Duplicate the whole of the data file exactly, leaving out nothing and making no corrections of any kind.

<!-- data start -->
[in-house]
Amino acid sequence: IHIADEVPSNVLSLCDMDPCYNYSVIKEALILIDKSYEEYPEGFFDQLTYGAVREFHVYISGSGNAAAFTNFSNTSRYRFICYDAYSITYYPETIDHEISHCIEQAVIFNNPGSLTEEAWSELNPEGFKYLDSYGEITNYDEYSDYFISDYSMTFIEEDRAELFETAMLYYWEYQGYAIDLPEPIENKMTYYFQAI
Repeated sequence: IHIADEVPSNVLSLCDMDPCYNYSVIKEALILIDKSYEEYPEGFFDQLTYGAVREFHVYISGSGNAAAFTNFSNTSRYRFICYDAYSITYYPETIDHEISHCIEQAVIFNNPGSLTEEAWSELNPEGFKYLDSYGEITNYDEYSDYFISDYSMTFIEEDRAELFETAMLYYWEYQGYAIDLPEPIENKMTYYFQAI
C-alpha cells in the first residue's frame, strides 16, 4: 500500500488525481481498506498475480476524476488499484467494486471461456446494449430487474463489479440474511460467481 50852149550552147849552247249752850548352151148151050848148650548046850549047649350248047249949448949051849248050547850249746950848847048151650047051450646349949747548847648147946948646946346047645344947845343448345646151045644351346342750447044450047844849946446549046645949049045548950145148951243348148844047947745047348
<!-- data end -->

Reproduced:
[in-house]
Amino acid sequence: IHIADEVPSNVLSLCDMDPCYNYSVIKEALILIDKSYEEYPEGFFDQLTYGAVREFHVYISGSGNAAAFTNFSNTSRYRFICYDAYSITYYPETIDHEISHCIEQAVIFNNPGSLTEEAWSELNPEGFKYLDSYGEITNYDEYSDYFISDYSMTFIEEDRAELFETAMLYYWEYQGYAIDLPEPIENKMTYYFQAI
Repeated sequence: IHIADEVPSNVLSLCDMDPCYNYSVIKEALILIDKSYEEYPEGFFDQLTYGAVREFHVYISGSGNAAAFTNFSNTSRYRFICYDAYSITYYPETIDHEISHCIEQAVIFNNPGSLTEEAWSELNPEGFKYLDSYGEITNYDEYSDYFISDYSMTFIEEDRAELFETAMLYYWEYQGYAIDLPEPIENKMTYYFQAI
C-alpha cells in the first residue's frame, strides 16, 4: 500500500488525481481498506498475480476524476488499484467494486471461456446494449430487474463489479440474511460467481 50852149550552147849552247249752850548352151148151050848148650548046850549047649350248047249949448949051849248050547850249746950848847048151650047051450646349949747548847648147946948646946346047645344947845343448345646151045644351346342750447044450047844849946446549046645949049045548950145148951243348148844047947745047348